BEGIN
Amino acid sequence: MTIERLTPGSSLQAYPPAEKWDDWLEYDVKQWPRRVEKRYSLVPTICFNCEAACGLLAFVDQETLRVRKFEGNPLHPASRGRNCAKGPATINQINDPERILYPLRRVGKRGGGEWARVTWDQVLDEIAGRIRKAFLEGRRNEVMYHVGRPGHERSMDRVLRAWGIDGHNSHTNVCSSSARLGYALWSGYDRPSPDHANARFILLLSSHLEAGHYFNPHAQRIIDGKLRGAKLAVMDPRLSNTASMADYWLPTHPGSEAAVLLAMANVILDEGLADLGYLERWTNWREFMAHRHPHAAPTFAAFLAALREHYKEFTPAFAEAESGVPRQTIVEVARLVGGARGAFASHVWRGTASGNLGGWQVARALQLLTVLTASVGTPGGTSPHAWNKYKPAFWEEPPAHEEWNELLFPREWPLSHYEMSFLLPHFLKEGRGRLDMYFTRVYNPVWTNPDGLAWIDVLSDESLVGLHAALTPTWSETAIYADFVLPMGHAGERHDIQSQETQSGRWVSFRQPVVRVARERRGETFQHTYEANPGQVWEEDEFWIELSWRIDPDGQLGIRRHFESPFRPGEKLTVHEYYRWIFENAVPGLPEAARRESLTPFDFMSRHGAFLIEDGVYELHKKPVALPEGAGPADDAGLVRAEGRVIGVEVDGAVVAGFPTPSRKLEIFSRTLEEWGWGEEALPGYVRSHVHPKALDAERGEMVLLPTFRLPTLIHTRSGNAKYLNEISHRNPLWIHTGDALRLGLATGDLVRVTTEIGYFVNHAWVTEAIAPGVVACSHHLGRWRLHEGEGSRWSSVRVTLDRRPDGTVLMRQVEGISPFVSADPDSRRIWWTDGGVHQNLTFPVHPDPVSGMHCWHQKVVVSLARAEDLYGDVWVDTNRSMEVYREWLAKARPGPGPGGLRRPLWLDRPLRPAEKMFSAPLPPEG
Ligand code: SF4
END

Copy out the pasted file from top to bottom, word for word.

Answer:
Amino acid sequence: MTIERLTPGSSLQAYPPAEKWDDWLEYDVKQWPRRVEKRYSLVPTICFNCEAACGLLAFVDQETLRVRKFEGNPLHPASRGRNCAKGPATINQINDPERILYPLRRVGKRGGGEWARVTWDQVLDEIAGRIRKAFLEGRRNEVMYHVGRPGHERSMDRVLRAWGIDGHNSHTNVCSSSARLGYALWSGYDRPSPDHANARFILLLSSHLEAGHYFNPHAQRIIDGKLRGAKLAVMDPRLSNTASMADYWLPTHPGSEAAVLLAMANVILDEGLADLGYLERWTNWREFMAHRHPHAAPTFAAFLAALREHYKEFTPAFAEAESGVPRQTIVEVARLVGGARGAFASHVWRGTASGNLGGWQVARALQLLTVLTASVGTPGGTSPHAWNKYKPAFWEEPPAHEEWNELLFPREWPLSHYEMSFLLPHFLKEGRGRLDMYFTRVYNPVWTNPDGLAWIDVLSDESLVGLHAALTPTWSETAIYADFVLPMGHAGERHDIQSQETQSGRWVSFRQPVVRVARERRGETFQHTYEANPGQVWEEDEFWIELSWRIDPDGQLGIRRHFESPFRPGEKLTVHEYYRWIFENAVPGLPEAARRESLTPFDFMSRHGAFLIEDGVYELHKKPVALPEGAGPADDAGLVRAEGRVIGVEVDGAVVAGFPTPSRKLEIFSRTLEEWGWGEEALPGYVRSHVHPKALDAERGEMVLLPTFRLPTLIHTRSGNAKYLNEISHRNPLWIHTGDALRLGLATGDLVRVTTEIGYFVNHAWVTEAIAPGVVACSHHLGRWRLHEGEGSRWSSVRVTLDRRPDGTVLMRQVEGISPFVSADPDSRRIWWTDGGVHQNLTFPVHPDPVSGMHCWHQKVVVSLARAEDLYGDVWVDTNRSMEVYREWLAKARPGPGPGGLRRPLWLDRPLRPAEKMFSAPLPPEG
Ligand code: SF4